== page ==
Women! Between the $250 million-per-year hair-extension industry in the US and "[t]he $1.8 billion business of superfluous hair removal," how very, very vain is our sex. Don't you know that money could be given to charity?
At-home is another story. I recently spent $30 each on jumbo bottles of the only shampoo and conditioner that allows me to let my hair air-dry. What do I mean by "allows"? Surely the fashion police wouldn't arrest me if I went the wash-and-go route with Pantene. What I'm getting at, I suppose, is that the line between self-hatred and narcissism isn't so clear. Aside from women vilifying those whose routines are one notch more high-maintenance than their own - and a tiny subset of hippies who use one vegan soap as shampoo, body wash, laundry detergent, and tofu marinade - there's no real discussion of what constitutes "too much." High-maintenance is what she does, not what I do.
In other words, yes, if you add up the total spent on hair - body or otherwise, by a population or by yourself - you might feel ashamed and skip a weekly trip to Sephora. If you know what really went into making your moisturizer or peek-toe booties, you'd cringe. (Or your veggie burger, or your iPod, etc.) But we're left at the same place - faulting women for vanity, rather than society for expecting women to make an effort with their appearances, or society for considering it inherently dumb to care about physical appearance above and beyond the effort put in by the average hetero man, his level of concern being the standard by which others must be measured.
That is, at any rate, part of it. The waxing article, which had potential, falls victim to what accounts of a set amount of time spent dabbling in a service industry, with the end goal being to write a book about that period, typically do: It's hard to sort out which aspects of the job are objectively objectionable, and which are only problematic for someone whose real job is being a writer (one who mentions having a second home in her bio, at that), and who finds the very fact of serving for pay humiliating. I don't doubt that waxing body hair for a living has its challenges, but when Virginia Sole-Smith laments that she had to hear about clients' personal lives without offering up tales of her own - "We were taught to avoid sharing personal information about ourselves whenever possible" - I'm hearing nothing that anyone in any number of industries doesn't already know. (Teachers, for instance, know that while students can sometimes claim personal reasons for lateness or poor performance on an exam, the teacher doesn't have the option of coming in 15 minutes past the start time because he's so stressed about whatever it is he has to do later in the day.) She doesn't like the one-sided conversation, yet finds it "exploitative" when the waxing session reaches "the moment when your client shuts off from you, closing her eyes to 'relax.'" She's surprised that not everyone tips 20%. I mean, I'm not exactly The Hardened Worker here, and I was blown away by the naivete.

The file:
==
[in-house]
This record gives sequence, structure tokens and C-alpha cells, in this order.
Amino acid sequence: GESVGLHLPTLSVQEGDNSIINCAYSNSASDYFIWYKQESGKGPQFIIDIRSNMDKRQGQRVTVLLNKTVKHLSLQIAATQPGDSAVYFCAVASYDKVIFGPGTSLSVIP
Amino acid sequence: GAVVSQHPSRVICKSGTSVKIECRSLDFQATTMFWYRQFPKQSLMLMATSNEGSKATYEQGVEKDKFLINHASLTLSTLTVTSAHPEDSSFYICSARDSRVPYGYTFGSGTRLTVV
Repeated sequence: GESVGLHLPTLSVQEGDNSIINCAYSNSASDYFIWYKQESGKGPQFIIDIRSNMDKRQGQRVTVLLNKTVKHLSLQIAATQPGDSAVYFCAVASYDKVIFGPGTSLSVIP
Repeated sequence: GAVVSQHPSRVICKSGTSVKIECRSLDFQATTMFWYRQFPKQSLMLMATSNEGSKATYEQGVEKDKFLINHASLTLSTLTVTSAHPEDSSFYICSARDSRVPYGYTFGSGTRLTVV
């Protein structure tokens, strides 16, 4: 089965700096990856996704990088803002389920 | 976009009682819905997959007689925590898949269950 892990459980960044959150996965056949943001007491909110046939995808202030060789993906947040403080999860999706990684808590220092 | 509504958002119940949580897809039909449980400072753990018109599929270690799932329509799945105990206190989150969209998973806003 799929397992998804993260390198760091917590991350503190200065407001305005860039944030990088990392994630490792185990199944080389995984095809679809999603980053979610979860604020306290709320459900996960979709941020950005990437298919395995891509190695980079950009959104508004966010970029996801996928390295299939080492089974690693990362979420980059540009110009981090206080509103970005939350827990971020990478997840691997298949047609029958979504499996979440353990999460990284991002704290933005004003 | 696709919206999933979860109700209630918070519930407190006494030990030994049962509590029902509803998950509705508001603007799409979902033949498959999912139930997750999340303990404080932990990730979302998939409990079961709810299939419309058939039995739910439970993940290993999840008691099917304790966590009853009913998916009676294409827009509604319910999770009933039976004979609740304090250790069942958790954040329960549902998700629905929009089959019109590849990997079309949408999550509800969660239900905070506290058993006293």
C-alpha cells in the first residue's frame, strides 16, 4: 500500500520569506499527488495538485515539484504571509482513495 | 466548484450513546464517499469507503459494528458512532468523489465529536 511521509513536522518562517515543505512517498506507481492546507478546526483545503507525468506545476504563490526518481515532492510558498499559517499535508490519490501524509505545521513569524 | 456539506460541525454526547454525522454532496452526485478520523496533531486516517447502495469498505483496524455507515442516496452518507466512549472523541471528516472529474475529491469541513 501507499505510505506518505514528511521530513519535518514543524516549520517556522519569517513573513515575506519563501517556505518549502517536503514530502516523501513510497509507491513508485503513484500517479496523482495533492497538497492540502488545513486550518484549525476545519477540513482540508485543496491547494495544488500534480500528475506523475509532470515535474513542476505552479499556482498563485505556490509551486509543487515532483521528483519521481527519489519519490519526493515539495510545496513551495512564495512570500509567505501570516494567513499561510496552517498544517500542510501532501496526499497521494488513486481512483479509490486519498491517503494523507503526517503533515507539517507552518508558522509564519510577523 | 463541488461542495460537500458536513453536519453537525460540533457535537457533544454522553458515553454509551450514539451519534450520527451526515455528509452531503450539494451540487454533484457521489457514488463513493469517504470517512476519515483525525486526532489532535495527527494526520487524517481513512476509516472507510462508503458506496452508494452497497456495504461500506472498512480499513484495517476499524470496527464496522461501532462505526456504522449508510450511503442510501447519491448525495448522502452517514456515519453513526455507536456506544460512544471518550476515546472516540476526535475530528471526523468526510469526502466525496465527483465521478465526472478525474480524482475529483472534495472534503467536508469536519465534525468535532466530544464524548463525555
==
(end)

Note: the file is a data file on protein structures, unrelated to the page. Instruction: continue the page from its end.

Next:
The Russian-blondes story, meanwhile, has something of a missing-white-girl aspect to it - yes, it's bad to be so poor that you have to sell your hair, but most desperately poor women in the world aren't blonde and don't even have the option of catering to Paris Hilton wannabes. But there's something particularly moving about women whose only possession is their golden hair having to part with that, the very symbol of their purity and innocence. That, and the market for these particular hair extensions isn't black women, whose relationship to the hair industry is typically understood as more complicated than a mere matter of vanity (except on this one NPR show this one time, when the guest verbally rolled her eyes at the fact that young black girls are reluctant to learn how to swim because it would mess up their hair), but white women. Rich white women, incapable of producing full heads of blond hair on their own, who have to pay Ukrainian maidens for the braids off their backs. Cue "Sex and the City"-inspired urbanites, dressed too young for their age. Rich, white, and unsympathetic. If only they'd learn to accept their flat hair, the women of the former USSR could twirl away into eternity.
It will at any rate come as no surprise to anyone who follows the fashion industry that the parts of the world where poverty and pallor intersect are especially sought-after. For the women whose hair says model but whose face or body don't, hair-selling is apparently a way to capitalize on the fact that the coloring valued by the Nazis continues to be in style.